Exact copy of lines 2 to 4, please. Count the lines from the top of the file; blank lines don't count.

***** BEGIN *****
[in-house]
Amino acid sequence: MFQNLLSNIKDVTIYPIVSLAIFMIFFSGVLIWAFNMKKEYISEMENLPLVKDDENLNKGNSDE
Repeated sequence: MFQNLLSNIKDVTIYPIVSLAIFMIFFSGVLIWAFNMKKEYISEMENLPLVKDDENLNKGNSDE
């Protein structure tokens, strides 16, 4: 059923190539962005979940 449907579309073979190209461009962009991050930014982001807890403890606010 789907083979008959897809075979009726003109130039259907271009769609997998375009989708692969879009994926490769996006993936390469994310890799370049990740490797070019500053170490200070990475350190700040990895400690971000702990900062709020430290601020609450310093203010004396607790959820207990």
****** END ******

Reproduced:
Amino acid sequence: MFQNLLSNIKDVTIYPIVSLAIFMIFFSGVLIWAFNMKKEYISEMENLPLVKDDENLNKGNSDE
Repeated sequence: MFQNLLSNIKDVTIYPIVSLAIFMIFFSGVLIWAFNMKKEYISEMENLPLVKDDENLNKGNSDE
């Protein structure tokens, strides 16, 4: 059923190539962005979940 449907579309073979190209461009962009991050930014982001807890403890606010 789907083979008959897809075979009726003109130039259907271009769609997998375009989708692969879009994926490769996006993936390469994310890799370049990740490797070019500053170490200070990475350190700040990895400690971000702990900062709020430290601020609450310093203010004396607790959820207990």